It is a common assertion that people are afraid of change. Why try something new and potentially uncomfortable, when you can stick with what you know? Unfortunately, this type of mindset impedes progress. Without change or new points of view, our perspectives stagnate, and culture suffers because of it. The video game industry is currently undergoing a similar type of change, albeit in a controversial way. This change is the GamerGate movement.

What is GamerGate?

GamerGate is a movement made to combat unethical video game journalism. The supporters believe that the journalistic side of the game industry is corrupt, relying on inter-personal relationships for praiseworthy reviews. However, an overwhelming majority of detractors state that the movement is built on foundations of misogyny, fighting against a diverse gaming community.

The movement was given its name by actor Adam Baldwin, who, on August 27, created the hashtag #GamerGate when posting links to videos by Internet Aristrocrat.

(Note: After recent attacks on his character and channel, Internet Aristocrat has removed his YouTube channel)

In the early years of gaming, the community was comprised primarily of men, and thus the industry catered to its largest audience: young males. As time went on, however, video games became more accessible and the community became more diverse. The introduction of casual games, like Bejeweled, created a clear dichotomy between “casual gamers” and “hardcore gamers”. The community now consists of gamers of all types, all genders, all peoples, united by a love of interactive entertainment. Nonetheless, the hardcore community began to feel as though their area of interest was being taken over by undeserving people. A superiority complex of sorts began to enter the minds of some of these more extreme gamers, even further creating a separation between themselves and the ever-diversifying community.

Anita Sarkeesian and Tropes vs. Women in Video Games

On May 17, 2012, Feminist Frequency creator Anita Sarkeesian announced a Kickstarter for Tropes vs. Women in Video Gamesa YouTube series which would examine gender tropes in gaming. Asking for $6000 to produce five videos, the project quickly began to accommodate stretch goals as the base-amount needed for the project was funded within 24 hours. As well as praise from the gaming community for exploring an oft-discussed issue, Sarkeesian also received hate mail, death threats, and disparaging comments.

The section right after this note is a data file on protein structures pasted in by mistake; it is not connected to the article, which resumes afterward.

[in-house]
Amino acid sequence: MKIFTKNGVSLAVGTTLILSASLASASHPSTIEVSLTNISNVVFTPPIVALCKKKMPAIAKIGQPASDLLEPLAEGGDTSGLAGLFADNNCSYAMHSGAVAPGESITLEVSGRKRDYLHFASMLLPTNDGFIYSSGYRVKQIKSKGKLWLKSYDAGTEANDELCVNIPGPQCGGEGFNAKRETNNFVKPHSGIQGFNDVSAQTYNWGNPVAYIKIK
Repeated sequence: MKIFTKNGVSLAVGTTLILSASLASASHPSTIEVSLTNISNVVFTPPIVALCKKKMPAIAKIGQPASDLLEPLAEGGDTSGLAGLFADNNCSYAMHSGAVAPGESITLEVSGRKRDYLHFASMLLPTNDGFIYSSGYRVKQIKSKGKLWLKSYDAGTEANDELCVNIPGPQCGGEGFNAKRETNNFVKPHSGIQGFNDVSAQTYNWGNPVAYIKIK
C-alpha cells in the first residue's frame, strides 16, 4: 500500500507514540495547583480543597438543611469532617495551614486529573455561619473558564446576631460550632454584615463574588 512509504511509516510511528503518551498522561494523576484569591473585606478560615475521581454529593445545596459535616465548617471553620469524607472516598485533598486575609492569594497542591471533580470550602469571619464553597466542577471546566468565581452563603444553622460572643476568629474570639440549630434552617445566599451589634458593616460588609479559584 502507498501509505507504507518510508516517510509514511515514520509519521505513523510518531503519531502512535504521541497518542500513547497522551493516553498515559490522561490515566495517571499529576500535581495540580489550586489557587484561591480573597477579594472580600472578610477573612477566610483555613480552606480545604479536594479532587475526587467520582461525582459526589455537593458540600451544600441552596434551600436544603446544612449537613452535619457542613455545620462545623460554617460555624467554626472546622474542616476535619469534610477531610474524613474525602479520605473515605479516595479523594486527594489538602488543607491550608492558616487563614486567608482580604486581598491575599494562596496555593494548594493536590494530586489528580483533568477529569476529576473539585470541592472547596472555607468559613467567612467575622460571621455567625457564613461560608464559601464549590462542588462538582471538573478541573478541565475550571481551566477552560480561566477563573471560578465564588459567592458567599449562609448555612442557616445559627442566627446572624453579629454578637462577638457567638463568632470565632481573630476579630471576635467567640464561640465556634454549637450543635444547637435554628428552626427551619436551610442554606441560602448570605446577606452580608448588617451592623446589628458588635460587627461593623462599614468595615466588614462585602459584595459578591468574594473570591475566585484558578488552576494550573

The first video in her series, “Damsel in Distress: Part 1” (shown above), was released on March 7, 2013, after nine months of development. Up until the release of the video, critics were wondering how Sarkeesian was utilizing the money from the campaign, going so far as to say that the entire crowdfund was a hoax in order to receive “free” money. After the videos began to come out, however, the harassment shifted to attempting to remove her videos from YouTube and giving the videos overwhelmingly negative ratings and comments. Sarkeesian was so affected by some of these comments and threats, she disclosed on Twitter:

So far, six videos have been released in the Tropes vs. Women in Video Games series, the most recent one being released on August 25, 2014.

Zoe Quinn

Critics and supporters of the GamerGate say that the movement essentially starts and ends with one woman: Zoe Quinn. Quinn is an independent video game developer and the creator of Depression Quest, an interactive fiction game. Shortly after Depression Quest was released to primarily positive reviews, Quinn’s ex-boyfriend, Eron Gjoni, created the blog The Zoe Post. Gjoni revealed information about his and Quinn’s relationship, including how she had been involved in an affair with a Kotaku journalist and others.